Rapidly pulling himself from his maudlin thoughts, he glanced at Miss Taggart again. Red hair, smooth and shiny, swung around her face in sassy layers that put him in mind of a feisty fairy.

Incredibly long, dark lashes rimmed blue eyes the color of frozen winter lakes. Those intriguing orbs held a mixture of intelligence and amusement. Unlike most redheads, no freckles dotted her creamy complexion. A pert little nose sat above a pair of perfectly kissable lips.

Despite her ridiculous attire, he might have given her a second look, if he didn’t so thoroughly loathe redheaded women.

She and Brock stared at him, waiting for his response to a question. Embarrassed, Mike shifted his toolbox from one hand to the other and strode toward the door. “I’ll be here Friday.”

Desperate to get away from the woman, he hurried outside, tipping his face up to the bone-chilling rain that fell in heavy drops laced with sleet. He needed something to distract him from the insane longing he felt to rush back inside and kiss Miss Taylor Taggart. Maybe he’d end up with pneumonia and not have to see the woman again.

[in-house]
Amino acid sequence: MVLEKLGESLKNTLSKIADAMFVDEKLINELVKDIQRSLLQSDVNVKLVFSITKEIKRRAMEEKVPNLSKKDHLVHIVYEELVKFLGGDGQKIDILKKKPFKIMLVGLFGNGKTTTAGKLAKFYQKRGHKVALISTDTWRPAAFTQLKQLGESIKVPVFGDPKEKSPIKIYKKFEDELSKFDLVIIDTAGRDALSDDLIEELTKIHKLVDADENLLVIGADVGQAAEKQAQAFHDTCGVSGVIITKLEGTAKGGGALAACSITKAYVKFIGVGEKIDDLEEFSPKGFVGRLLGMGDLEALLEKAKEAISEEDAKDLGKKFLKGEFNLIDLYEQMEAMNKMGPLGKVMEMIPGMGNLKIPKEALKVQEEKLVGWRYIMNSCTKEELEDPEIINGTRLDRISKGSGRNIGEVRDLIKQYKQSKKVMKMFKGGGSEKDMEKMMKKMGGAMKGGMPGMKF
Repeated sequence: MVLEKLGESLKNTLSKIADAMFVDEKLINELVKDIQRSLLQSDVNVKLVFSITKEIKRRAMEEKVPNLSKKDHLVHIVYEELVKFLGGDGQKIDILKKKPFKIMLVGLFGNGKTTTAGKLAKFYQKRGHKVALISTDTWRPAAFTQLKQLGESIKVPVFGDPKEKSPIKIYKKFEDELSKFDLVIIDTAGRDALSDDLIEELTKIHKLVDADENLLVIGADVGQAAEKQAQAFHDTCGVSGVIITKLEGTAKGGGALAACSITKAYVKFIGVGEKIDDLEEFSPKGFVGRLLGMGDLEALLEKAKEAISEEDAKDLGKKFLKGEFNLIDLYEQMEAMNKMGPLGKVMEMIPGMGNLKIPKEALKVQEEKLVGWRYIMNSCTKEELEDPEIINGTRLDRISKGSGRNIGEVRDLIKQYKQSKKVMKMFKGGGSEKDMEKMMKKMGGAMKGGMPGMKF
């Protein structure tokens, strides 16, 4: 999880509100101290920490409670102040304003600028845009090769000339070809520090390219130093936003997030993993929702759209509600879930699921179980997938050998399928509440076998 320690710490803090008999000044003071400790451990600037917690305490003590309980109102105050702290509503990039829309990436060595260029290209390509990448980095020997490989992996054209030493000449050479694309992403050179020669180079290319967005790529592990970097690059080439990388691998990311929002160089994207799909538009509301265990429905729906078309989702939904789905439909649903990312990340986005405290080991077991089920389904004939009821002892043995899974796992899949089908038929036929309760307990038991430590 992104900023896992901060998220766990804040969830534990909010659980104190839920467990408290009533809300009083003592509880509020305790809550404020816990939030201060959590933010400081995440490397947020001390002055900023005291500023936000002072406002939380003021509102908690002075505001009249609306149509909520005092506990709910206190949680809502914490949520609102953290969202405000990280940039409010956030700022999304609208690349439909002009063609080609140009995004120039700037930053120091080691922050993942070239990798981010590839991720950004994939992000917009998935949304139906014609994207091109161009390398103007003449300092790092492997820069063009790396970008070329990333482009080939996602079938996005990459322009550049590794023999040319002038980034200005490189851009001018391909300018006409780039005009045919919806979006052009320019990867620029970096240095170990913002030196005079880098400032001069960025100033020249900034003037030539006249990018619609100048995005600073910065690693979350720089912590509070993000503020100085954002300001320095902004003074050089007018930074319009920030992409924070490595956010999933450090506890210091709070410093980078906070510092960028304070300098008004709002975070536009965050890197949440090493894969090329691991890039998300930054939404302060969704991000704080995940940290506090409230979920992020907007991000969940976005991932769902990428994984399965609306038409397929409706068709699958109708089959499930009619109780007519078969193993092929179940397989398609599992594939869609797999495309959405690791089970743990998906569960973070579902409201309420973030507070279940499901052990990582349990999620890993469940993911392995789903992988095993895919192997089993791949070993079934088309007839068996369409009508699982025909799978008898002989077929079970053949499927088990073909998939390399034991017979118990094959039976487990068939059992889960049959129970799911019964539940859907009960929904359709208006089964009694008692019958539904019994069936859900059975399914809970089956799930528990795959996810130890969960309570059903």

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Convinced everyone deserves a happy ending, USA Today best-selling author Shanna Hatfield is out to make it happen, one story at a time. Her sweet historical and contemporary romances combine humor and heart-pumping moments with relatable characters.
   When this hopeless romantic isn’t writing or indulging in rich, decadent chocolate, Shanna hangs out with her husband, lovingly known as Captain Cavedweller.
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  1. I knew I liked Mike. :) My dad has the same prejudice against redheads. Makes summers challenging when my hair goes a very red auburn. Can't wait to read more!